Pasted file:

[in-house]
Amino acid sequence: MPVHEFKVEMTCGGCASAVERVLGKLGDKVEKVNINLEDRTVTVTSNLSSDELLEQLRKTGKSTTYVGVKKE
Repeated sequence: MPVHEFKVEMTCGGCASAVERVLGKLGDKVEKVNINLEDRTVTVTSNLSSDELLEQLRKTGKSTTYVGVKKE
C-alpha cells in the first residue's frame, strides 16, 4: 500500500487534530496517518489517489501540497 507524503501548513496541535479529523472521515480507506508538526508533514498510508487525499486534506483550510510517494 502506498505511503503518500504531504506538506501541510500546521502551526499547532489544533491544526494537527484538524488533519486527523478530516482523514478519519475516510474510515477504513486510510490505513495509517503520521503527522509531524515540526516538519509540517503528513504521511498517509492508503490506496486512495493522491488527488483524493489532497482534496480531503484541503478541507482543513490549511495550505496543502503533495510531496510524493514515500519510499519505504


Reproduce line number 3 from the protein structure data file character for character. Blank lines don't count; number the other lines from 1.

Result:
Repeated sequence: MPVHEFKVEMTCGGCASAVERVLGKLGDKVEKVNINLEDRTVTVTSNLSSDELLEQLRKTGKSTTYVGVKKE